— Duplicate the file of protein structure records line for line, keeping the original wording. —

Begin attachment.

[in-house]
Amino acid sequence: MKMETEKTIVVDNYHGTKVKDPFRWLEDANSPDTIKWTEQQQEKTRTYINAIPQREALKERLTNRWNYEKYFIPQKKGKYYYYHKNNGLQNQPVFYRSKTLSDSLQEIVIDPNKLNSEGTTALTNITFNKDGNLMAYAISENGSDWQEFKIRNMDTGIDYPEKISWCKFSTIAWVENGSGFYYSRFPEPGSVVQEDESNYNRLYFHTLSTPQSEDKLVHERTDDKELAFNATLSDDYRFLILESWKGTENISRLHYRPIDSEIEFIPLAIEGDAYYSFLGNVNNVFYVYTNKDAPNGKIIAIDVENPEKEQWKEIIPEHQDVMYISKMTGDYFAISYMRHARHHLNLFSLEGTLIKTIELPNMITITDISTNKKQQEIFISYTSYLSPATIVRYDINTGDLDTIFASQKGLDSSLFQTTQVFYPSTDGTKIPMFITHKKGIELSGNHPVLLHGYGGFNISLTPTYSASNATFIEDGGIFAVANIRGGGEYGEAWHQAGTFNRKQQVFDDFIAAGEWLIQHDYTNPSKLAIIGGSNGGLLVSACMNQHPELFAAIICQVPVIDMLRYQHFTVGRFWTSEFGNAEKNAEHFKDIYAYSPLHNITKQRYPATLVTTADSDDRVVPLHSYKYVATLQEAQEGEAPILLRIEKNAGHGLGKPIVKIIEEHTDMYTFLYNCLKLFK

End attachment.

[in-house]
Amino acid sequence: MKMETEKTIVVDNYHGTKVKDPFRWLEDANSPDTIKWTEQQQEKTRTYINAIPQREALKERLTNRWNYEKYFIPQKKGKYYYYHKNNGLQNQPVFYRSKTLSDSLQEIVIDPNKLNSEGTTALTNITFNKDGNLMAYAISENGSDWQEFKIRNMDTGIDYPEKISWCKFSTIAWVENGSGFYYSRFPEPGSVVQEDESNYNRLYFHTLSTPQSEDKLVHERTDDKELAFNATLSDDYRFLILESWKGTENISRLHYRPIDSEIEFIPLAIEGDAYYSFLGNVNNVFYVYTNKDAPNGKIIAIDVENPEKEQWKEIIPEHQDVMYISKMTGDYFAISYMRHARHHLNLFSLEGTLIKTIELPNMITITDISTNKKQQEIFISYTSYLSPATIVRYDINTGDLDTIFASQKGLDSSLFQTTQVFYPSTDGTKIPMFITHKKGIELSGNHPVLLHGYGGFNISLTPTYSASNATFIEDGGIFAVANIRGGGEYGEAWHQAGTFNRKQQVFDDFIAAGEWLIQHDYTNPSKLAIIGGSNGGLLVSACMNQHPELFAAIICQVPVIDMLRYQHFTVGRFWTSEFGNAEKNAEHFKDIYAYSPLHNITKQRYPATLVTTADSDDRVVPLHSYKYVATLQEAQEGEAPILLRIEKNAGHGLGKPIVKIIEEHTDMYTFLYNCLKLFK